The title of this book makes the point that not only did African Americans experience a renaissance in New York City’s Harlem in the 1920s, but that a kind of renaissance occurred in Lynch, Kentucky, in Harlan County, in the 1950s. This book is the memoir of William Turner, a Black man who grew up there during that time. Turner earned a PhD in sociology from Notre Dame, and when this sociologist writes a memoir, it will be full of sociological insights, especially considering that his field within sociology is Black Appalachia. “A warm and insightful memoir of Black life in Appalachia’s coal camps that offers a bounty of correctives to the persistent myth that all mountain people are white and all poverty is self-made.” Elizabeth Catte. Dr. Turner is a former Interim President of Kentucky State University and a Vice-president at the University of Kentucky. He also taught at Winston-Salem State University and Berea College and currently teaches at Prairie View A & M University. Since Turner co-edited Blacks in Appalachia with the late Ed Cabbell in 1985, this is his first book-length publication. To say that it has been eagerly anticipated for some time is an understatement.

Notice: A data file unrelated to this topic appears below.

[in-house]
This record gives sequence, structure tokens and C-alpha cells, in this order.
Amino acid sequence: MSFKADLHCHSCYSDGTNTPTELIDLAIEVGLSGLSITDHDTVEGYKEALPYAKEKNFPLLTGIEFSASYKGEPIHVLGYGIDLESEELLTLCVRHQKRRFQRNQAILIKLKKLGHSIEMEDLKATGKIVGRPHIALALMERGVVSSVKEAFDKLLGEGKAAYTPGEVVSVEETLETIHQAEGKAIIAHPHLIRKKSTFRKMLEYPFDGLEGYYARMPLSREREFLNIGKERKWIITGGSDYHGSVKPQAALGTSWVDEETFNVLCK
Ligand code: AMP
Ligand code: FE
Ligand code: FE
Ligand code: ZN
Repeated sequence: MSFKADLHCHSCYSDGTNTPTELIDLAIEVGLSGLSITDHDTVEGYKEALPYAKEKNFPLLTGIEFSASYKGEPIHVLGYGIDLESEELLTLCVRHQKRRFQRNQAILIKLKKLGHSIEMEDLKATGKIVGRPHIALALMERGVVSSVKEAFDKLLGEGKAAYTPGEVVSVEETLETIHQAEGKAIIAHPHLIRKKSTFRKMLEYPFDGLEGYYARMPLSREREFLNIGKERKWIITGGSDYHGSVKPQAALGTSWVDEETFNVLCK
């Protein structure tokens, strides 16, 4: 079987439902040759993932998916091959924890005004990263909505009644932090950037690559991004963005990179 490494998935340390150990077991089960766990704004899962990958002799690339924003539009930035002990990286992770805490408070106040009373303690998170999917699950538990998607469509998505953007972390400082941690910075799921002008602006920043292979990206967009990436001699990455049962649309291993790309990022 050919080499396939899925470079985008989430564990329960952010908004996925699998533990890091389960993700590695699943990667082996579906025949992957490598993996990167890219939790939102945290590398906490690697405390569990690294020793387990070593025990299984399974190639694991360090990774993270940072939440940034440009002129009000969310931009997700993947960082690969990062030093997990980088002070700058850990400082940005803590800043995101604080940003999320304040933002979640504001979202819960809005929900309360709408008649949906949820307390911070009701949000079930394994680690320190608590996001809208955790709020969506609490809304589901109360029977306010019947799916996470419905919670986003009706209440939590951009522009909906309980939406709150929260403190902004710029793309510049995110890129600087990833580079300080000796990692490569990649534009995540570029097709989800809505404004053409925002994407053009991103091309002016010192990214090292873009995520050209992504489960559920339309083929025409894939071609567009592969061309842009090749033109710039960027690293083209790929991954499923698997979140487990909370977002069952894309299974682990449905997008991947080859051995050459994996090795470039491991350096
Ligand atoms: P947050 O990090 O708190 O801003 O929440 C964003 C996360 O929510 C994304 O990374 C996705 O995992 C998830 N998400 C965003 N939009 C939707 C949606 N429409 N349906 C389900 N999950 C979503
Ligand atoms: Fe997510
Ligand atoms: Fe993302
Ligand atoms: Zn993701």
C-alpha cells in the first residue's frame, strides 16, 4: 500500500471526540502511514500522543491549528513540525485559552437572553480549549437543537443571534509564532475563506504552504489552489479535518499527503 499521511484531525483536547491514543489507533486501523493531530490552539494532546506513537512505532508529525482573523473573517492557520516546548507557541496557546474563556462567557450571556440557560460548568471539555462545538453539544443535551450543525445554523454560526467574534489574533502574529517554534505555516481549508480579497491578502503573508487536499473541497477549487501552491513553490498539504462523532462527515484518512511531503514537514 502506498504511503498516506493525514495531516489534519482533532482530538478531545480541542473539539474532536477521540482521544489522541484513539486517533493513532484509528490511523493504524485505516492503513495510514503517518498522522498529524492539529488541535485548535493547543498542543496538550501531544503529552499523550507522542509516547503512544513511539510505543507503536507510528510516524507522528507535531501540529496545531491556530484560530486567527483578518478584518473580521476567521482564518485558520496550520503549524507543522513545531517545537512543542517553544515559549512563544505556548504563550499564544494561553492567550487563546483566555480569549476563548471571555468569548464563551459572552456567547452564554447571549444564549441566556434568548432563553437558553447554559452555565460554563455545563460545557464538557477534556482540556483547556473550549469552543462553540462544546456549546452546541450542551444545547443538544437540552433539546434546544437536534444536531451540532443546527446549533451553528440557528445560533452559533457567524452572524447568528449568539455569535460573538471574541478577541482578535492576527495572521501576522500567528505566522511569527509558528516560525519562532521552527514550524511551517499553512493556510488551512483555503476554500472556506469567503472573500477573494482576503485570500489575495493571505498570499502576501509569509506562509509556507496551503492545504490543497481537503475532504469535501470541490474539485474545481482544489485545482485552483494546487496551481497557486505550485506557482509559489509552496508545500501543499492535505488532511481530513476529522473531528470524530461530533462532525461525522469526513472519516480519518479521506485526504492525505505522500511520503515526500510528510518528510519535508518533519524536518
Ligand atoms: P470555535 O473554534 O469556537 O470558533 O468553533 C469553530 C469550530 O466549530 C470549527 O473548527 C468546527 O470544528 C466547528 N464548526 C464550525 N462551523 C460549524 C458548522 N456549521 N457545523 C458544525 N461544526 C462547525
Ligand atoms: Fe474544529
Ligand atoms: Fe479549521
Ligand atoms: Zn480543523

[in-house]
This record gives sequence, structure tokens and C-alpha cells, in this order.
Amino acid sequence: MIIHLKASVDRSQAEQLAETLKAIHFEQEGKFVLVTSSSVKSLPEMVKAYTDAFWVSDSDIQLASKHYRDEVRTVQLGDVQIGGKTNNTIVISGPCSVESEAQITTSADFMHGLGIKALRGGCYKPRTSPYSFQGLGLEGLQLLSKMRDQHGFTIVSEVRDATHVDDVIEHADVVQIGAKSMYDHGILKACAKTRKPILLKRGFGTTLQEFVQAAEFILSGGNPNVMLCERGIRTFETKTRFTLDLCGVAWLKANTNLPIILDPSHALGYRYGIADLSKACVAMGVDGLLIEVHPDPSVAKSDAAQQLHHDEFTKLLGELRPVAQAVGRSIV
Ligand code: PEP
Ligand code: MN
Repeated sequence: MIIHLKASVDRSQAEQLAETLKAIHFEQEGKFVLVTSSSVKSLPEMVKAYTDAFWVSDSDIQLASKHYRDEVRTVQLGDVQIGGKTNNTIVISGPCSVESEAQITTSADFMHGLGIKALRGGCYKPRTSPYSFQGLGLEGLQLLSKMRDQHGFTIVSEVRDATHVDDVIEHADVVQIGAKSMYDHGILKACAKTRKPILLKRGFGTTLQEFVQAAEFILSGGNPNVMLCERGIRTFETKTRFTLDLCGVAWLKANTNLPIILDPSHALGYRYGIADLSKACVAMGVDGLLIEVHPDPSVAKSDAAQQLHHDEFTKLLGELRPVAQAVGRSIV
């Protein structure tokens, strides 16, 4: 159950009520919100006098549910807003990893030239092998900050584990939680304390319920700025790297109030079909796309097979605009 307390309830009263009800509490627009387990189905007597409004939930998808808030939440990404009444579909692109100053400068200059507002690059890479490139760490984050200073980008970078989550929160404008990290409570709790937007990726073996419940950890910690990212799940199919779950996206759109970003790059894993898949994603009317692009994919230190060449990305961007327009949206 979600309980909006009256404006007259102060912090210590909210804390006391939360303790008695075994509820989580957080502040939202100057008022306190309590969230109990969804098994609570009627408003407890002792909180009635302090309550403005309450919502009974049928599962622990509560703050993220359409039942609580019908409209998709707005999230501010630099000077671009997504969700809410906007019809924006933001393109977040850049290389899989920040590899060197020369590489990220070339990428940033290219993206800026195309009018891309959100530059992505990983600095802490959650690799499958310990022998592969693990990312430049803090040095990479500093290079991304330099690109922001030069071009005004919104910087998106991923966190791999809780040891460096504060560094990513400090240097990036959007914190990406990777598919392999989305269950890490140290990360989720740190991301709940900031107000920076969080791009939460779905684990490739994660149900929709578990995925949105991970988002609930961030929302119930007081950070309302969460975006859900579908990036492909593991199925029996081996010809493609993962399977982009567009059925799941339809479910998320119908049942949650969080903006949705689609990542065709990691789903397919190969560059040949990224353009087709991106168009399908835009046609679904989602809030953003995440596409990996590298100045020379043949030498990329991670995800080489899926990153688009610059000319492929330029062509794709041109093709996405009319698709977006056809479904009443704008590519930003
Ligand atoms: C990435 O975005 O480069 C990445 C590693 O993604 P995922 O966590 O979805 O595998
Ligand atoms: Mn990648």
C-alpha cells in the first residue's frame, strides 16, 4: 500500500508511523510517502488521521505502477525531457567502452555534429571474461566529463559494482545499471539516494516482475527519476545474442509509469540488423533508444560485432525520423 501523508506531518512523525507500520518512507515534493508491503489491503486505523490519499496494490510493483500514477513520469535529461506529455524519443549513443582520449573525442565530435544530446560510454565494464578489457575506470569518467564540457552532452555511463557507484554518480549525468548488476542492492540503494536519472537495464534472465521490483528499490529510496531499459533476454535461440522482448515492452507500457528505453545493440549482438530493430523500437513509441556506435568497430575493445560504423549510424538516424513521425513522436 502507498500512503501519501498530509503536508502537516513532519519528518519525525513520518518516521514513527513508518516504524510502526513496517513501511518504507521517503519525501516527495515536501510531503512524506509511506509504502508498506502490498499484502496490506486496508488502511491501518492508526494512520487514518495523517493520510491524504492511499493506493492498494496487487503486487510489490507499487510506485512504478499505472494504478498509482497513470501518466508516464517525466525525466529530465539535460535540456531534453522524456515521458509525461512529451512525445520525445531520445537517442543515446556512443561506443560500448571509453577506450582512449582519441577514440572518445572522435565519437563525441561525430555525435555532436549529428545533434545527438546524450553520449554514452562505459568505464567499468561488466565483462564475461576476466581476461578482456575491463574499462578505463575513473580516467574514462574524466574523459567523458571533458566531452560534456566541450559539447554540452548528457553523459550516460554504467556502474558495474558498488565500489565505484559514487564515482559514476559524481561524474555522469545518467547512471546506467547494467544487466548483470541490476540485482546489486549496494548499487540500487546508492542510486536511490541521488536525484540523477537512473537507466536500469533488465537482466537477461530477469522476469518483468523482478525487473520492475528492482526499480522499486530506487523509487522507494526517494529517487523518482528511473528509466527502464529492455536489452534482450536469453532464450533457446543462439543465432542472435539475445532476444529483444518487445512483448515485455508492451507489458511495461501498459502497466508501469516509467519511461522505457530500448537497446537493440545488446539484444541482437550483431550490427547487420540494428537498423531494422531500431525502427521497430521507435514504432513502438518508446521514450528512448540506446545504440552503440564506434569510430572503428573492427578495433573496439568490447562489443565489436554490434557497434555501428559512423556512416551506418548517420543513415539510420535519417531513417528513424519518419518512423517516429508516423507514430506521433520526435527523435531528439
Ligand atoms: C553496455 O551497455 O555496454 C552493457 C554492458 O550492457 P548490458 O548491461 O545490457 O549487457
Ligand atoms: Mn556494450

Morgantown: West Virginia University Press, 2021. 362 pages with an Index, Notes, and a Foreword by Loyal Jones. Trade paperback.